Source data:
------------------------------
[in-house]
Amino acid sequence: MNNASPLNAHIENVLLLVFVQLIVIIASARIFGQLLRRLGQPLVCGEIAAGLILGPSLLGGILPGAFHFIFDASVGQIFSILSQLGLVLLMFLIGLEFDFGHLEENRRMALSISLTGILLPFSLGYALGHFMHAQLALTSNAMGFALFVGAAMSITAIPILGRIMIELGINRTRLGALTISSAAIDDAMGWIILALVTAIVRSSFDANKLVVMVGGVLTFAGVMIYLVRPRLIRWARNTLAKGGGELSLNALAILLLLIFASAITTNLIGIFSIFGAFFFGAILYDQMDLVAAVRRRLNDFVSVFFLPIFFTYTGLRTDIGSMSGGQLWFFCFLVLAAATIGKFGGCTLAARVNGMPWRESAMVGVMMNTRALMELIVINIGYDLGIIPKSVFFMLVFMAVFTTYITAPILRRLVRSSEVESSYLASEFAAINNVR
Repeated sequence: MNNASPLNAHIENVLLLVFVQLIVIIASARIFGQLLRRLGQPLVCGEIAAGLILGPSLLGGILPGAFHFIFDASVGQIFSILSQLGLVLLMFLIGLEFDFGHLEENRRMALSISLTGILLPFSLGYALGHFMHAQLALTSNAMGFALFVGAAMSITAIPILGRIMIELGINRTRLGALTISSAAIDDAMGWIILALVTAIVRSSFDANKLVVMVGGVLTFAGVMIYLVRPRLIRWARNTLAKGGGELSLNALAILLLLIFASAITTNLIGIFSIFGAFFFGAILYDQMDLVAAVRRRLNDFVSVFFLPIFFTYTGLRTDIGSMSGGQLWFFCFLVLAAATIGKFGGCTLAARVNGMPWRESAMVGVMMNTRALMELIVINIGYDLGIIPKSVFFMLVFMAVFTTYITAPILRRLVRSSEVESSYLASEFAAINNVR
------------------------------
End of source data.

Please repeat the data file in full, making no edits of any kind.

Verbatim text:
[in-house]
Amino acid sequence: MNNASPLNAHIENVLLLVFVQLIVIIASARIFGQLLRRLGQPLVCGEIAAGLILGPSLLGGILPGAFHFIFDASVGQIFSILSQLGLVLLMFLIGLEFDFGHLEENRRMALSISLTGILLPFSLGYALGHFMHAQLALTSNAMGFALFVGAAMSITAIPILGRIMIELGINRTRLGALTISSAAIDDAMGWIILALVTAIVRSSFDANKLVVMVGGVLTFAGVMIYLVRPRLIRWARNTLAKGGGELSLNALAILLLLIFASAITTNLIGIFSIFGAFFFGAILYDQMDLVAAVRRRLNDFVSVFFLPIFFTYTGLRTDIGSMSGGQLWFFCFLVLAAATIGKFGGCTLAARVNGMPWRESAMVGVMMNTRALMELIVINIGYDLGIIPKSVFFMLVFMAVFTTYITAPILRRLVRSSEVESSYLASEFAAINNVR
Repeated sequence: MNNASPLNAHIENVLLLVFVQLIVIIASARIFGQLLRRLGQPLVCGEIAAGLILGPSLLGGILPGAFHFIFDASVGQIFSILSQLGLVLLMFLIGLEFDFGHLEENRRMALSISLTGILLPFSLGYALGHFMHAQLALTSNAMGFALFVGAAMSITAIPILGRIMIELGINRTRLGALTISSAAIDDAMGWIILALVTAIVRSSFDANKLVVMVGGVLTFAGVMIYLVRPRLIRWARNTLAKGGGELSLNALAILLLLIFASAITTNLIGIFSIFGAFFFGAILYDQMDLVAAVRRRLNDFVSVFFLPIFFTYTGLRTDIGSMSGGQLWFFCFLVLAAATIGKFGGCTLAARVNGMPWRESAMVGVMMNTRALMELIVINIGYDLGIIPKSVFFMLVFMAVFTTYITAPILRRLVRSSEVESSYLASEFAAINNVR